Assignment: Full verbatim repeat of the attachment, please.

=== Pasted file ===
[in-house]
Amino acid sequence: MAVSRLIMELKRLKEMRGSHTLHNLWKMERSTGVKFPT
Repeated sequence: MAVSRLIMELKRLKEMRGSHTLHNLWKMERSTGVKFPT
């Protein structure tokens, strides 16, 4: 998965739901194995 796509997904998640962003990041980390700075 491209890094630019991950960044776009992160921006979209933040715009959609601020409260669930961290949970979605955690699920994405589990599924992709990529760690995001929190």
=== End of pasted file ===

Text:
[in-house]
Amino acid sequence: MAVSRLIMELKRLKEMRGSHTLHNLWKMERSTGVKFPT
Repeated sequence: MAVSRLIMELKRLKEMRGSHTLHNLWKMERSTGVKFPT
């Protein structure tokens, strides 16, 4: 998965739901194995 796509997904998640962003990041980390700075 491209890094630019991950960044776009992160921006979209933040715009959609601020409260669930961290949970979605955690699920994405589990599924992709990529760690995001929190």